On 50 Years of the Dance Theatre of Harlem

Screen shot of Dance Theatre of Harlem performance video featured in episode of CUNY TV’s “Black America.”

A monthslong celebration of the 50th anniversary of the Dance Theatre of Harlem starts Aug. 4 at 4 p.m. with “50 Years of Dance Theatre of Harlem: Experiencing History on Pointe and in Color,” a panel discussion at Lincoln Center with former and current members. A performance follows at 7:30 p.m. in Damrosch Park.

In a story for Amsterdam News, Zita Allen, Dance Magazine’s first Black critic, speaks to DTH dancers past and present about the significance of the historic ballet company, founded by Arthur Mitchell and Karel Shook, and the opportunities it provides for Black dancers.

Keith Saunders, who started out as an apprentice at DTH before becoming principal and then ballet master, has been with the company for 40 years. After its 2018-2019 season, he will relocate with his wife Kelly, a ballet master at DTH, to Fort Worth where he has accepted a teaching position at Texas Christian University.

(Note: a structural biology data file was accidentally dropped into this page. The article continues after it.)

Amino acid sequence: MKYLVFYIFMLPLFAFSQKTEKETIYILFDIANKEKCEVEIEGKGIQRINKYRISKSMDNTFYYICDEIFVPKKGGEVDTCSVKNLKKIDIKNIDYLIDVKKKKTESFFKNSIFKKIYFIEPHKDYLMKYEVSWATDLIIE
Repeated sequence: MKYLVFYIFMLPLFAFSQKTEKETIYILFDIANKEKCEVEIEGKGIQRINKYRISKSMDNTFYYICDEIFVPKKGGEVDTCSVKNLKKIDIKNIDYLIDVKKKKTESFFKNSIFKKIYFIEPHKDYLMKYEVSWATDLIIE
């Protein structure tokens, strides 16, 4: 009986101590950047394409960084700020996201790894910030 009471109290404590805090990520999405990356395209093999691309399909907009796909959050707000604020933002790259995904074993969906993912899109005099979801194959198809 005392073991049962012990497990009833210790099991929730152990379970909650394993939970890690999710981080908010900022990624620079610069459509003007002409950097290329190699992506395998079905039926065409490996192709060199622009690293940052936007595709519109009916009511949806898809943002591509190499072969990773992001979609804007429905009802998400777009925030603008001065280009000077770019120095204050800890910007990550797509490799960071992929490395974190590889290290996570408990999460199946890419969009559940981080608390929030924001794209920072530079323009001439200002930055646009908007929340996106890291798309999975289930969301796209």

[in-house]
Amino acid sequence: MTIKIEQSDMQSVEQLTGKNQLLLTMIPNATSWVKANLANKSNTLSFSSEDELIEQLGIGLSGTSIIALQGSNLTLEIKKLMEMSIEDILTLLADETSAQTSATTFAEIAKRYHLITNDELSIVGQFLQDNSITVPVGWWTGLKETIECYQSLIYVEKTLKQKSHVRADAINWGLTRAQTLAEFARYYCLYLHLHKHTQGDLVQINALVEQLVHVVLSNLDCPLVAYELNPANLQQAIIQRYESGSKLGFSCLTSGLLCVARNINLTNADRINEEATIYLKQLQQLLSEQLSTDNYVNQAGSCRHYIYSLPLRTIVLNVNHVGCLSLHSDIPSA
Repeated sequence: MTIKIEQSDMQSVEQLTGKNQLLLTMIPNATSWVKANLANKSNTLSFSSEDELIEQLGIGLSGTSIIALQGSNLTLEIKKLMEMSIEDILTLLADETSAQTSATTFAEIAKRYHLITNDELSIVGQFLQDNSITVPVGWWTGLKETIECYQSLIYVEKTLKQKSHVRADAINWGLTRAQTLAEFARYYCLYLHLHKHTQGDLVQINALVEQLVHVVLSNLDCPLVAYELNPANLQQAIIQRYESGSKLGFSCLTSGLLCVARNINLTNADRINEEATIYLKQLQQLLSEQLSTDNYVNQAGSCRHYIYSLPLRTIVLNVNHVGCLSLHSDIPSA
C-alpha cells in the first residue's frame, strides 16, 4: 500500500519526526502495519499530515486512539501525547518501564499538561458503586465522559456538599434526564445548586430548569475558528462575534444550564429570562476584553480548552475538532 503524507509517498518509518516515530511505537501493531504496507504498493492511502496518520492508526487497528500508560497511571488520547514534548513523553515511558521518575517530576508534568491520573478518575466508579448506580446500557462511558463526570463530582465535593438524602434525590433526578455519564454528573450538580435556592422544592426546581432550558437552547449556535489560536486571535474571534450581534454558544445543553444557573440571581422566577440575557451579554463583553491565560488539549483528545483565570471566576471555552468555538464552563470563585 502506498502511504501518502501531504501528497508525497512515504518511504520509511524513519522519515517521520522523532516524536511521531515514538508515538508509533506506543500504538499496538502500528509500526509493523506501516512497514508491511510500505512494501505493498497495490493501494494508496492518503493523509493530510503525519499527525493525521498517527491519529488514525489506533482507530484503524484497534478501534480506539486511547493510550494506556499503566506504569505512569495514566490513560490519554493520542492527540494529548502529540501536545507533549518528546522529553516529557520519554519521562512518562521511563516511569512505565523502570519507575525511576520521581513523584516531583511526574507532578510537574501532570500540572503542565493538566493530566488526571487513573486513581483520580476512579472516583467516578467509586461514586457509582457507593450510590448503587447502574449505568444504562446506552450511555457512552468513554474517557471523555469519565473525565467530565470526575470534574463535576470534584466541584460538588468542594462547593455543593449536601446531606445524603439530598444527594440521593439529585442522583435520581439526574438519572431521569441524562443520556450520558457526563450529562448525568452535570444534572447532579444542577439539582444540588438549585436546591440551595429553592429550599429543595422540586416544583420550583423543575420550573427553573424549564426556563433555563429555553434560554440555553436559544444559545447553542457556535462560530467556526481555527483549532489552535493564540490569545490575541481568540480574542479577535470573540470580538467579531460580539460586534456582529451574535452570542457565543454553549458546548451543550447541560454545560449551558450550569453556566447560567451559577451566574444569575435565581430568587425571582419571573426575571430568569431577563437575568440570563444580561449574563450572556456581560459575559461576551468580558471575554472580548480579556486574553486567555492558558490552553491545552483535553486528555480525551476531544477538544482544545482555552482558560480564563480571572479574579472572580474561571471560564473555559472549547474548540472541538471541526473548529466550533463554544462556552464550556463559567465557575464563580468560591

He credited “Arthur Mitchell and the doors he opened through his career at George Balanchine’s New York City Ballet, and, of course, the founding of DTH.” He added, “Ballet dancers like Delores Brown, who was one of my teachers, did not have similar opportunities because while she was a beautiful dancer, in her generation, society and the arts and ballet, in particular, had not evolved enough. It is one of the great tragedies for Black dancers of their generation, that based on the color of their skin, they were not able to pursue their passion. But it’s a testament to those women that they found a way anyway. Those are the shoulders on which I stand.”

Saunders also describes how his “unique career trajectory would have been virtually impossible” without DTH. Hear more from him and other dancers who have gone through DTH in the full story at Amsterdam News.

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